Disaster is “likely widespread” after a 7.2-magnitude earthquake struck the Sud region of southern Haiti at 8:29 a.m., local time, on Saturday, sending people into the streets as buildings toppled in the shaking.

As of Sunday afternoon, the death toll had risen to over 700, but that number is expected to keep rising. According to The Associated Press, at least 2,800 others were likely injured in the crumbling of buildings.

The United States Geological Survey (USGS) marked the epicenter of the quake about 80 miles (129 km) to the southwest of Port-au-Prince, the capital of Haiti, with a depth of around 6 miles (10 km).

Following the major earthquake, as of Sunday morning, another six aftershocks of 5.0 or greater were felt across the region.

Jerry Chandler, Haiti’s director of civil protection, told The AP that additional teams were being sent to the center of the damage for search and rescue missions, while Prime Minister Ariel Henry said he was rushing aid to the most directly devastated areas, where hospitals have quickly become overrun.

High casualties are probable and the disaster is likely widespread,” announced the USGS, adding that the majority of the population in southern Haiti reside in structures that are vulnerable to shaking. “Past events with this alert level have required a national or international level response.”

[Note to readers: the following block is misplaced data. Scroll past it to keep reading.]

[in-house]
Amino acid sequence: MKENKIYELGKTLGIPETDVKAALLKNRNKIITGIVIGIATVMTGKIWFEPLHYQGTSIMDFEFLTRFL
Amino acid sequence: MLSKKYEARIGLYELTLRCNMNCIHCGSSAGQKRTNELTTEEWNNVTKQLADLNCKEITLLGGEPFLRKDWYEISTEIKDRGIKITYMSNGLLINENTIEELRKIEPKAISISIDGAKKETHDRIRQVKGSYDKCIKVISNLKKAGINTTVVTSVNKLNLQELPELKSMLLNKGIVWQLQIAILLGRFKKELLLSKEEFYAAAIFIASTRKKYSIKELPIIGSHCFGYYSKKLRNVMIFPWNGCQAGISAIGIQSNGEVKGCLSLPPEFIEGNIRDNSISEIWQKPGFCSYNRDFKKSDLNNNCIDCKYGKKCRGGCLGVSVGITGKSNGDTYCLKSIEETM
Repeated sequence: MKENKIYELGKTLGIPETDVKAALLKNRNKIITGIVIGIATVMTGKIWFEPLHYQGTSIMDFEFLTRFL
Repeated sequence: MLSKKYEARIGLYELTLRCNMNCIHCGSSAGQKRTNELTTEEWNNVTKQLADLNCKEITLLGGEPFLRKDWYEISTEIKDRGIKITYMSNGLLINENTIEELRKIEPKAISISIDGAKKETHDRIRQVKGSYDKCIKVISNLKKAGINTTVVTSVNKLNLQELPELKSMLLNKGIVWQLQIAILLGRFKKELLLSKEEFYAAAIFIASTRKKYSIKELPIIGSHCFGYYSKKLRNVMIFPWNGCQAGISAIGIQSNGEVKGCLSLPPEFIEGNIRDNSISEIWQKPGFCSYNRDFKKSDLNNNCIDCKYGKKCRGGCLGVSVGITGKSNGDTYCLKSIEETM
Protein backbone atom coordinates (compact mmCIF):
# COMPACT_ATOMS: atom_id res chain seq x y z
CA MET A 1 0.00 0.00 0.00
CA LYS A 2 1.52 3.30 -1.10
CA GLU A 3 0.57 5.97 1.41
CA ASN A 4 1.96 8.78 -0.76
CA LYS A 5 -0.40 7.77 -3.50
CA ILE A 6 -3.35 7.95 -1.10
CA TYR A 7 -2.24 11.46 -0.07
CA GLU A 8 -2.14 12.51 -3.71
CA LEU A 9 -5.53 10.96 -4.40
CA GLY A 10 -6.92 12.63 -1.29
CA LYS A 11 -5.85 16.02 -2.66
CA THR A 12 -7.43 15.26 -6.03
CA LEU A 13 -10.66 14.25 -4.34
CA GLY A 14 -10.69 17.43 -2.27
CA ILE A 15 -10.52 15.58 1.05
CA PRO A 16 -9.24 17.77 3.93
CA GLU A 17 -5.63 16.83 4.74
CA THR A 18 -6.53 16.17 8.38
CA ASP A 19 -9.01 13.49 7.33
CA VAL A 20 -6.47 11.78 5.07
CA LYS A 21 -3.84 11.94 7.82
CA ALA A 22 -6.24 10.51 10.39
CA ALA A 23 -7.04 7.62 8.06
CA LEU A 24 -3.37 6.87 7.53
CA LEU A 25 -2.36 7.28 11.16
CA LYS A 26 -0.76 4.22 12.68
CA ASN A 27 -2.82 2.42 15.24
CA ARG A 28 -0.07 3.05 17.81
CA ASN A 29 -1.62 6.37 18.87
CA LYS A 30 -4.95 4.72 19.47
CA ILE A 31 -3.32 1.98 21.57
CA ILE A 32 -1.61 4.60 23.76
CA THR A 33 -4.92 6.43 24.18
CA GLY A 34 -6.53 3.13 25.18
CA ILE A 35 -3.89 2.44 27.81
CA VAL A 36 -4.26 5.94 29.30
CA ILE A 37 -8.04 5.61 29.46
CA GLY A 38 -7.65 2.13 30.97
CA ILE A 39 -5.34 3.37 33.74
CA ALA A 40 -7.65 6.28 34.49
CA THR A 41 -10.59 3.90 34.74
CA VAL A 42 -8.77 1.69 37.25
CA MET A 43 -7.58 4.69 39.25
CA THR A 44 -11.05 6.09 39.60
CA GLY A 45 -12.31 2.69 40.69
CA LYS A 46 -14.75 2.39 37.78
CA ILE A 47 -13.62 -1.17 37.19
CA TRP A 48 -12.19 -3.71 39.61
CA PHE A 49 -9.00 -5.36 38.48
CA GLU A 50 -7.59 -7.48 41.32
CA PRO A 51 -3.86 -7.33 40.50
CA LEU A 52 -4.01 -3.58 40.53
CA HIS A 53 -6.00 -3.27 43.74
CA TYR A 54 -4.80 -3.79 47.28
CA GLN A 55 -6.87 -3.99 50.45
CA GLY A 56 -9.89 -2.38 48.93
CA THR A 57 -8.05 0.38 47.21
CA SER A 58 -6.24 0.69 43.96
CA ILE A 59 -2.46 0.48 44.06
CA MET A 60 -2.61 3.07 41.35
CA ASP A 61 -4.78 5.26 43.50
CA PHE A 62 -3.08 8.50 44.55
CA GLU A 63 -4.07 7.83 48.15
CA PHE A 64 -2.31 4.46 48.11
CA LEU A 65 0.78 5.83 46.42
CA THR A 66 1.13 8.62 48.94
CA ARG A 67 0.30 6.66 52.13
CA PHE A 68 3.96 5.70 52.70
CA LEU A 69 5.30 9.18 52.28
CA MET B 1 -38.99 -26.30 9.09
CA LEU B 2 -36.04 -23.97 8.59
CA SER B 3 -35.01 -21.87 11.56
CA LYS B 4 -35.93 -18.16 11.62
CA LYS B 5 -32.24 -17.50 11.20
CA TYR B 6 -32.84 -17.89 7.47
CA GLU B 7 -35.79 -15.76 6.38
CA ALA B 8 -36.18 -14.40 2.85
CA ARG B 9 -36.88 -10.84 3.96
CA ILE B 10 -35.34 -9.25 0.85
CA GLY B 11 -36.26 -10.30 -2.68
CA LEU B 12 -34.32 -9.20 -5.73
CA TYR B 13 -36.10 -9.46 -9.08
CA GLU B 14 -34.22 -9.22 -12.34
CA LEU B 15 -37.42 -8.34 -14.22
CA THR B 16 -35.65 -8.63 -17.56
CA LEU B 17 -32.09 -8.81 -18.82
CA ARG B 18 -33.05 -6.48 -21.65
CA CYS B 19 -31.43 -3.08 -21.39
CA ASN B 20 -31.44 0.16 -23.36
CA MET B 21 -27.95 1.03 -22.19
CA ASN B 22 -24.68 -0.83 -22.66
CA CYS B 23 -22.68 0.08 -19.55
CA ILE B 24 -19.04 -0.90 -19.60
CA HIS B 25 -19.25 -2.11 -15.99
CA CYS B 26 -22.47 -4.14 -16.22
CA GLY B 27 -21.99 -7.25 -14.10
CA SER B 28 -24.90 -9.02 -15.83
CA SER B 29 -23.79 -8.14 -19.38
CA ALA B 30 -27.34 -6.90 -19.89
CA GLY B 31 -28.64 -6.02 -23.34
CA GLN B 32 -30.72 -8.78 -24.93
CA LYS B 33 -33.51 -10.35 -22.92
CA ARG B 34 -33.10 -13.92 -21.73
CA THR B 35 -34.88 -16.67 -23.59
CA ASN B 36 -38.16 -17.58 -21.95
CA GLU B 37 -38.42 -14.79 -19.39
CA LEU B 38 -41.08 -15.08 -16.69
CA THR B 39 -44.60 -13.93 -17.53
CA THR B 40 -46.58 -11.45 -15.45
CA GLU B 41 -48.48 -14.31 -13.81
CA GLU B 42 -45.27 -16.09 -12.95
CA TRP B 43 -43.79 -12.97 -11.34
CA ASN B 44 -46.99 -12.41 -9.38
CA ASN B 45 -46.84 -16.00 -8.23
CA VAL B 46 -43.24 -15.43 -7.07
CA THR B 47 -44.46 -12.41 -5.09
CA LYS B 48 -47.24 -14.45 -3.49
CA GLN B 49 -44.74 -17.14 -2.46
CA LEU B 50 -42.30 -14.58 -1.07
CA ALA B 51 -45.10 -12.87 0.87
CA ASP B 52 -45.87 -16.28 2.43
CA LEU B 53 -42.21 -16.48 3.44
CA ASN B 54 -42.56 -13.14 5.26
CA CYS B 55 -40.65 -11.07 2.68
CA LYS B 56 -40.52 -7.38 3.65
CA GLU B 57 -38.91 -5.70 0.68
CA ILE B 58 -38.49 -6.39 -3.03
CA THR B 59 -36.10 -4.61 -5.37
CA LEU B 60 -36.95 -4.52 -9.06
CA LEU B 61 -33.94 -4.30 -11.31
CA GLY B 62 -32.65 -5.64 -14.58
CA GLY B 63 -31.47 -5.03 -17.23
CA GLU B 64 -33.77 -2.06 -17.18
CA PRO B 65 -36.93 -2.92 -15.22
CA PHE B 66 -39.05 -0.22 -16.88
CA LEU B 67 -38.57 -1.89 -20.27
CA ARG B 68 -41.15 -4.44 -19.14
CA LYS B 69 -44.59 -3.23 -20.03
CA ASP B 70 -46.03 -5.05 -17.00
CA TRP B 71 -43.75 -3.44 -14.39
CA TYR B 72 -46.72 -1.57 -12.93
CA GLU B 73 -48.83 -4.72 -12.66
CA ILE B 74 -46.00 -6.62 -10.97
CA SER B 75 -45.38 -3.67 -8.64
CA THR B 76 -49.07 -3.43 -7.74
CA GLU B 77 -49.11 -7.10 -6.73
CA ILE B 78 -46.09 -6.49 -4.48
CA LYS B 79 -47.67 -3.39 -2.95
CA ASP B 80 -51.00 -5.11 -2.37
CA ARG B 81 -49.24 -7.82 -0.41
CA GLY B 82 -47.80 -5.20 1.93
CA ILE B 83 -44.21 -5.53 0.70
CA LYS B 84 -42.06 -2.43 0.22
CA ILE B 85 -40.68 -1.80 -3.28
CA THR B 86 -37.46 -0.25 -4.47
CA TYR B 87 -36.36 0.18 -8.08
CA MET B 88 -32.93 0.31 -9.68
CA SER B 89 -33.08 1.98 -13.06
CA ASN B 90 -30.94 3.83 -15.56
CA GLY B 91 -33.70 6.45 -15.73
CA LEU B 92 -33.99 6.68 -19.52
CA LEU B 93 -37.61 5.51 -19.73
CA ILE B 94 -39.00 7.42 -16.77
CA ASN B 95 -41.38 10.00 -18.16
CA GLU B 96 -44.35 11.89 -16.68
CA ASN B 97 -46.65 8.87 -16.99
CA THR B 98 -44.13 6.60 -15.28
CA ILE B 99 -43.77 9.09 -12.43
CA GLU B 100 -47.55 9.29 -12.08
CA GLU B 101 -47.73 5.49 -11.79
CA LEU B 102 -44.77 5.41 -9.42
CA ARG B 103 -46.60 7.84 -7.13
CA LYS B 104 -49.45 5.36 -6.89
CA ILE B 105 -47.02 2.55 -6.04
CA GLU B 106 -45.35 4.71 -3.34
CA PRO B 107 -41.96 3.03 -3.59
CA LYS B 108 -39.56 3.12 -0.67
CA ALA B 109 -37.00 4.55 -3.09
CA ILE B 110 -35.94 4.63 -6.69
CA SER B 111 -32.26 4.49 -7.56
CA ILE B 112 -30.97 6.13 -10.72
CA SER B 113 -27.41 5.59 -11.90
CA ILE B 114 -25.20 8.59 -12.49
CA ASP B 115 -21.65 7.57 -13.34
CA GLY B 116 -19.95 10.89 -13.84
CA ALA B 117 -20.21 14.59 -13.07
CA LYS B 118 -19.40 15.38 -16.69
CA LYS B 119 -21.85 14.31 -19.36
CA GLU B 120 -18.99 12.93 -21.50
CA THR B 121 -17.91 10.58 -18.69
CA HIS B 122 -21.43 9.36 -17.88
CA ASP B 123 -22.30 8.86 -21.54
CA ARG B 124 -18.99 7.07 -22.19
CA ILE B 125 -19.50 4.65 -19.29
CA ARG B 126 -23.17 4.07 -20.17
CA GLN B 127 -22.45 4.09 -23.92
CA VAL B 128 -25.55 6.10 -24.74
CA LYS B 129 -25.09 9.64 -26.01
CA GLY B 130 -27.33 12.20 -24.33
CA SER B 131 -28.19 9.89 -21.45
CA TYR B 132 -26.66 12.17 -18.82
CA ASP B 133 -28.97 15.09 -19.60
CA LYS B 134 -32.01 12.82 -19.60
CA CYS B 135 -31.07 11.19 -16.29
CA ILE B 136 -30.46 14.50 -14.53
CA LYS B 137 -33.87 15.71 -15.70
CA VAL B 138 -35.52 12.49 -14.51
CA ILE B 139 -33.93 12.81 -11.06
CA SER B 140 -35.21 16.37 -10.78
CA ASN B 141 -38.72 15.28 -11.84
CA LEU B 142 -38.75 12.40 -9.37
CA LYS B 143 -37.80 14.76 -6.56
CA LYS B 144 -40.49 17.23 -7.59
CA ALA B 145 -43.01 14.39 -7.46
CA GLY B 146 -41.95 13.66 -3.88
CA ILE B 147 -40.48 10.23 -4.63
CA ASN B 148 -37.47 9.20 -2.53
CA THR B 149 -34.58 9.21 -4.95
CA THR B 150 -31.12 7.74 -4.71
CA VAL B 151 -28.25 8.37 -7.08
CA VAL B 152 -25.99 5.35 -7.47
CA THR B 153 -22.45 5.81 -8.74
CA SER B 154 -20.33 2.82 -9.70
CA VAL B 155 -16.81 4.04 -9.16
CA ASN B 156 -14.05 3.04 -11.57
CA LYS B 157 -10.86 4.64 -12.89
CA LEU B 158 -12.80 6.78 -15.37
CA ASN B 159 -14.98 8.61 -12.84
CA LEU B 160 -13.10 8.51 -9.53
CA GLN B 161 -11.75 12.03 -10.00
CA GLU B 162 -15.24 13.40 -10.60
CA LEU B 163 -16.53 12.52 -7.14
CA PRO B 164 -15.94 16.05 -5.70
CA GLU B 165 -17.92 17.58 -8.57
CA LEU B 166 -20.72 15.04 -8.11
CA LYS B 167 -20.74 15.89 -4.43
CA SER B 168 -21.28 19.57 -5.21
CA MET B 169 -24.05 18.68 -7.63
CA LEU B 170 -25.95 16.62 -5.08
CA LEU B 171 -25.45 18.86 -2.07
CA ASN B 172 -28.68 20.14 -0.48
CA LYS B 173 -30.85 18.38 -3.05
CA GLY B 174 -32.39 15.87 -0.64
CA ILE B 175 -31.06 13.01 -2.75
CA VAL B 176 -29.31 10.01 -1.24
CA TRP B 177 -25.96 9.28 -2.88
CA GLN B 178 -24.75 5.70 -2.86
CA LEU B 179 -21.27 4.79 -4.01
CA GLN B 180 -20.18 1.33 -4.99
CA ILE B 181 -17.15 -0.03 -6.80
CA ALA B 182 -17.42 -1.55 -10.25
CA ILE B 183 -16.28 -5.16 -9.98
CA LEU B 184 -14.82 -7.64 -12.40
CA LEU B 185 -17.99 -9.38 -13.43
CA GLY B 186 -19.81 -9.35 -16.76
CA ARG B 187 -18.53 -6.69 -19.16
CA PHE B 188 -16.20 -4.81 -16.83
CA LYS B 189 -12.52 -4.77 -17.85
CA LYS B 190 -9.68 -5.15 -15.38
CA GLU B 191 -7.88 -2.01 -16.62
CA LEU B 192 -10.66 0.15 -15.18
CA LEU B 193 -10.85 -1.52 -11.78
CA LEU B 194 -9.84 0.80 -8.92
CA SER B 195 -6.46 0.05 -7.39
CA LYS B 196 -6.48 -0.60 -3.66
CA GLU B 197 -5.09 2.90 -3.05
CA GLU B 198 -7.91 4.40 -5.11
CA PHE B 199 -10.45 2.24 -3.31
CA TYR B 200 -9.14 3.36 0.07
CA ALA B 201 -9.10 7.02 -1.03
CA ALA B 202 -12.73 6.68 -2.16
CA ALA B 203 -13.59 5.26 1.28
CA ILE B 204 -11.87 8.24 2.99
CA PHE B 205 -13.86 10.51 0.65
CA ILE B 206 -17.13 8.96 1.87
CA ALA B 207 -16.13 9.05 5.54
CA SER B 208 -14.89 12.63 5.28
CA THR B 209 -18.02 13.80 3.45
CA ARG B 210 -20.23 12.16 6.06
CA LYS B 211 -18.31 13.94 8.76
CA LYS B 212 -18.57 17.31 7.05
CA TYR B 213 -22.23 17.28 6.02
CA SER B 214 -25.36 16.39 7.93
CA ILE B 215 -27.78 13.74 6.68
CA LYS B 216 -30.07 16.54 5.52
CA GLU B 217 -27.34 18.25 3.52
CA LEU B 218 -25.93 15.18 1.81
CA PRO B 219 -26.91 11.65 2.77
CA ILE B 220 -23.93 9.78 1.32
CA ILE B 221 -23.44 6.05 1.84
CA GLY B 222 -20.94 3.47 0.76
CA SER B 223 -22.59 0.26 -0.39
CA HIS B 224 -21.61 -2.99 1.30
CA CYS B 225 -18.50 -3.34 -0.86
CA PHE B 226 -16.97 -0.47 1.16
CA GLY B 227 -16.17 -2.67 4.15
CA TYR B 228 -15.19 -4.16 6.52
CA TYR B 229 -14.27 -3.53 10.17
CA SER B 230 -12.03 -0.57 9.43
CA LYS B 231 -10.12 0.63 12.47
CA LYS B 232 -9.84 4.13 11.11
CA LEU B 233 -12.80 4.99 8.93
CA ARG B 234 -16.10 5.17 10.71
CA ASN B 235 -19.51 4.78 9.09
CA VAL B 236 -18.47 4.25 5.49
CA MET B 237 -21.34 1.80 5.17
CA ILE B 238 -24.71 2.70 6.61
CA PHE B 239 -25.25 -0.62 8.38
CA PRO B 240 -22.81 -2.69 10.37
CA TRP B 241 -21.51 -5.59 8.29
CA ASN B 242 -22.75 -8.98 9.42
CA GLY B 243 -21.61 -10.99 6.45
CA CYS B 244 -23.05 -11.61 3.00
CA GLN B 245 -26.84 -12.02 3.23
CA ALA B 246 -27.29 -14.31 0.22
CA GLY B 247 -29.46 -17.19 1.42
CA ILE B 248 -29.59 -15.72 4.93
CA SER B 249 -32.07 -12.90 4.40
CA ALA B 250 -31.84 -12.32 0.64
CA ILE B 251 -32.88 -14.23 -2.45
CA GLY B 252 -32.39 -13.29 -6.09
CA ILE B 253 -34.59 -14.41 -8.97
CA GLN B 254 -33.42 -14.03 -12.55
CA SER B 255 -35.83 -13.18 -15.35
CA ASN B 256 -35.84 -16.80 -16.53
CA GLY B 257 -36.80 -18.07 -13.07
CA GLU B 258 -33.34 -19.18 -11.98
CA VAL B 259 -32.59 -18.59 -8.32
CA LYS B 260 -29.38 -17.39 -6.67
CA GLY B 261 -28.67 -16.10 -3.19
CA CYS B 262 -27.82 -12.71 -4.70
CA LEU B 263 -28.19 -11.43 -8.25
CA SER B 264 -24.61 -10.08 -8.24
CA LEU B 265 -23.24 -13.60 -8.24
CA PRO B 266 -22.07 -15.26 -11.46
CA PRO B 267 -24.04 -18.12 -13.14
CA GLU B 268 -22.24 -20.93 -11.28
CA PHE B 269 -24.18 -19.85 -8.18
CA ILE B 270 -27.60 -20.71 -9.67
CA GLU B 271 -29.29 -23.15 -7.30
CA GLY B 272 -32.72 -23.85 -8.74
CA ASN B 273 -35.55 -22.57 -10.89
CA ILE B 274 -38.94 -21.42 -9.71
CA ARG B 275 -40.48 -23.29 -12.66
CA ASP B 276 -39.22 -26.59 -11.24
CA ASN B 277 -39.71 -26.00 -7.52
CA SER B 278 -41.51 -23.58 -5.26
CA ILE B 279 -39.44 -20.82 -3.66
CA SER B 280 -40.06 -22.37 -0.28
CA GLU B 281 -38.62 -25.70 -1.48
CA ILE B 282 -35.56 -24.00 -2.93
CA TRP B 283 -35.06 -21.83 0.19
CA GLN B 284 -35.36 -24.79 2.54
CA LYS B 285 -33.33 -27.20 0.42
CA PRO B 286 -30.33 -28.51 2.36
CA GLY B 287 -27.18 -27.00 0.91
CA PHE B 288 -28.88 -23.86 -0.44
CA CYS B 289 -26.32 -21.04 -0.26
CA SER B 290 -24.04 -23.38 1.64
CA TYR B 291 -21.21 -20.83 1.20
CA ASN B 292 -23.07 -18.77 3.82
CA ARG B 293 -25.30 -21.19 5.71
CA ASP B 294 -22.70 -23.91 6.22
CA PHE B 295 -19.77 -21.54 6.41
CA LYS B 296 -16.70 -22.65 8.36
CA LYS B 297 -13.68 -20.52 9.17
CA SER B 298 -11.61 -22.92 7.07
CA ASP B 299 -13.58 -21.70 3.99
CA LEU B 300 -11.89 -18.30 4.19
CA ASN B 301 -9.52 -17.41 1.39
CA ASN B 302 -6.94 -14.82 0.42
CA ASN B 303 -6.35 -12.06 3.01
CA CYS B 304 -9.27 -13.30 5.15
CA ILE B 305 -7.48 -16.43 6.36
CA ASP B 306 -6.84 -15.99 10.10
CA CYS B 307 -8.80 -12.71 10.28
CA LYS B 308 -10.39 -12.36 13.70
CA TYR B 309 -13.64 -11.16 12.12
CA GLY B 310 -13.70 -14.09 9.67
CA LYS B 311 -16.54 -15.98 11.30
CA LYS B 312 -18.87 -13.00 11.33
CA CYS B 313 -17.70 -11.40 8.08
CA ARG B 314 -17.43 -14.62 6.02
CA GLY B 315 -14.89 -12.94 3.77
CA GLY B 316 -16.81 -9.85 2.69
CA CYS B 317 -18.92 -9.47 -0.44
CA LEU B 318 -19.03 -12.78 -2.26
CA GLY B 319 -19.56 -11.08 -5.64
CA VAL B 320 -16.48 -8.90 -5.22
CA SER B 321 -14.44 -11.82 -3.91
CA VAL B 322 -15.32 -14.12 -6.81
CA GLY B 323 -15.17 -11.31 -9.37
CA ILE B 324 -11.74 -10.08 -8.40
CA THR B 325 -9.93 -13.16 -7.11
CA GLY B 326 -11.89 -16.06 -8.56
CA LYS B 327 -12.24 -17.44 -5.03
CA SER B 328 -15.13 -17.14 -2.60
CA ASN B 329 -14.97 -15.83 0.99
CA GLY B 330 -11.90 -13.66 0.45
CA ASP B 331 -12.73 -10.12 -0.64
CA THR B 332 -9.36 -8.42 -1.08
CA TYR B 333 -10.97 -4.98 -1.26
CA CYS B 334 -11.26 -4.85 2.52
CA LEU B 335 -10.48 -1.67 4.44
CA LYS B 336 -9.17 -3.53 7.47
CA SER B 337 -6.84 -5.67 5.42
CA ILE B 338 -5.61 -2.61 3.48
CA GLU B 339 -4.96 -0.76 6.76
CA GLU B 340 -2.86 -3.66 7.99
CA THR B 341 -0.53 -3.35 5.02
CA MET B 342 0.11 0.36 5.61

The USGS also warned that recent earthquakes in this area have also lead to additional hazards, such as landslides, which may have contributed to losses.

Henry declared a state of emergency on Saturday, adding that necessary arrangements will be made to help those affected in the Southern Peninsula. According to local media, the state of emergency will last for a month. Henry added that he would not seek international help until the full extent is clear.

“The most important thing is to recover as many survivors as possible under the rubble,” Henry said. “We have learned that the local hospitals, in particular that of Les Cayes, are overwhelmed with wounded, fractured people.”

Shortly after the quake, U.S. President Joe Biden named a USAID Administrator to oversee the country’s aid response and efforts to help Haiti. The countries of Argentina and Chile also offered help to the region.

Saturday’s earthquake was the largest to hit Haiti since a magnitude 7.0 earthquake devastated the country on Jan. 12, 2010.

The epicenter of the 2010 tremor was closer to Port-au-Prince and caused more than 100,000 fatalities.

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